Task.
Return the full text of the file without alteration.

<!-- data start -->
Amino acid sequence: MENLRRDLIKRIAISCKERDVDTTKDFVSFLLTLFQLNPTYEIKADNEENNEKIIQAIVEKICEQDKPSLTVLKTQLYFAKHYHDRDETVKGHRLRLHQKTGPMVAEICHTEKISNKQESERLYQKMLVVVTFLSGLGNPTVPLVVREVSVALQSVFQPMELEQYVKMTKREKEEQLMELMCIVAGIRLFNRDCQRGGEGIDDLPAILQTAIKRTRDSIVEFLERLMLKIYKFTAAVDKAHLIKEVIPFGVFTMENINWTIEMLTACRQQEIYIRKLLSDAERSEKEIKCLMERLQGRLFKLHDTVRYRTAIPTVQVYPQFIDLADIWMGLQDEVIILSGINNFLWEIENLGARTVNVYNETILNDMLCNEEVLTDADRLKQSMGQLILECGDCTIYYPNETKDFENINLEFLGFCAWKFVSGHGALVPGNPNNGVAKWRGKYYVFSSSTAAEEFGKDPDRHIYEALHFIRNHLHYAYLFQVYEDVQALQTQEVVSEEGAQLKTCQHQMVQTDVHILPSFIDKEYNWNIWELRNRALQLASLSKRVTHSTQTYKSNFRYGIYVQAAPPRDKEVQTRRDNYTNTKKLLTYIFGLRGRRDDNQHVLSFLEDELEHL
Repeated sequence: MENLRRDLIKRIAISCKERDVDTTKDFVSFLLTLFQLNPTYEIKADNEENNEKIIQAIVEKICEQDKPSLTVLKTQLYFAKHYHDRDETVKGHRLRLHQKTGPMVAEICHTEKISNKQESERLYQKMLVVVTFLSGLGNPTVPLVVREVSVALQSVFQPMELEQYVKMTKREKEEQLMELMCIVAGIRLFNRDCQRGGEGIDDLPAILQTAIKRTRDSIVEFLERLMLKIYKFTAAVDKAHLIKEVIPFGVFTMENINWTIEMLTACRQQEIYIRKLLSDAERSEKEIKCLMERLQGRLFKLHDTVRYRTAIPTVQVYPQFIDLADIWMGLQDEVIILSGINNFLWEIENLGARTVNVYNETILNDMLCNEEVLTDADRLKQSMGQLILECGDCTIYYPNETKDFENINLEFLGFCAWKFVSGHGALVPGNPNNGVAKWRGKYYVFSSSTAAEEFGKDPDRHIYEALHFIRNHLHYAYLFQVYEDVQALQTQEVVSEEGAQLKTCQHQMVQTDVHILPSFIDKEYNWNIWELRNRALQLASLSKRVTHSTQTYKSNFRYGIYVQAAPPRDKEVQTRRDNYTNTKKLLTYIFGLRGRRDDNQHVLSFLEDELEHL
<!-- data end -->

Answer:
Amino acid sequence: MENLRRDLIKRIAISCKERDVDTTKDFVSFLLTLFQLNPTYEIKADNEENNEKIIQAIVEKICEQDKPSLTVLKTQLYFAKHYHDRDETVKGHRLRLHQKTGPMVAEICHTEKISNKQESERLYQKMLVVVTFLSGLGNPTVPLVVREVSVALQSVFQPMELEQYVKMTKREKEEQLMELMCIVAGIRLFNRDCQRGGEGIDDLPAILQTAIKRTRDSIVEFLERLMLKIYKFTAAVDKAHLIKEVIPFGVFTMENINWTIEMLTACRQQEIYIRKLLSDAERSEKEIKCLMERLQGRLFKLHDTVRYRTAIPTVQVYPQFIDLADIWMGLQDEVIILSGINNFLWEIENLGARTVNVYNETILNDMLCNEEVLTDADRLKQSMGQLILECGDCTIYYPNETKDFENINLEFLGFCAWKFVSGHGALVPGNPNNGVAKWRGKYYVFSSSTAAEEFGKDPDRHIYEALHFIRNHLHYAYLFQVYEDVQALQTQEVVSEEGAQLKTCQHQMVQTDVHILPSFIDKEYNWNIWELRNRALQLASLSKRVTHSTQTYKSNFRYGIYVQAAPPRDKEVQTRRDNYTNTKKLLTYIFGLRGRRDDNQHVLSFLEDELEHL
Repeated sequence: MENLRRDLIKRIAISCKERDVDTTKDFVSFLLTLFQLNPTYEIKADNEENNEKIIQAIVEKICEQDKPSLTVLKTQLYFAKHYHDRDETVKGHRLRLHQKTGPMVAEICHTEKISNKQESERLYQKMLVVVTFLSGLGNPTVPLVVREVSVALQSVFQPMELEQYVKMTKREKEEQLMELMCIVAGIRLFNRDCQRGGEGIDDLPAILQTAIKRTRDSIVEFLERLMLKIYKFTAAVDKAHLIKEVIPFGVFTMENINWTIEMLTACRQQEIYIRKLLSDAERSEKEIKCLMERLQGRLFKLHDTVRYRTAIPTVQVYPQFIDLADIWMGLQDEVIILSGINNFLWEIENLGARTVNVYNETILNDMLCNEEVLTDADRLKQSMGQLILECGDCTIYYPNETKDFENINLEFLGFCAWKFVSGHGALVPGNPNNGVAKWRGKYYVFSSSTAAEEFGKDPDRHIYEALHFIRNHLHYAYLFQVYEDVQALQTQEVVSEEGAQLKTCQHQMVQTDVHILPSFIDKEYNWNIWELRNRALQLASLSKRVTHSTQTYKSNFRYGIYVQAAPPRDKEVQTRRDNYTNTKKLLTYIFGLRGRRDDNQHVLSFLEDELEHL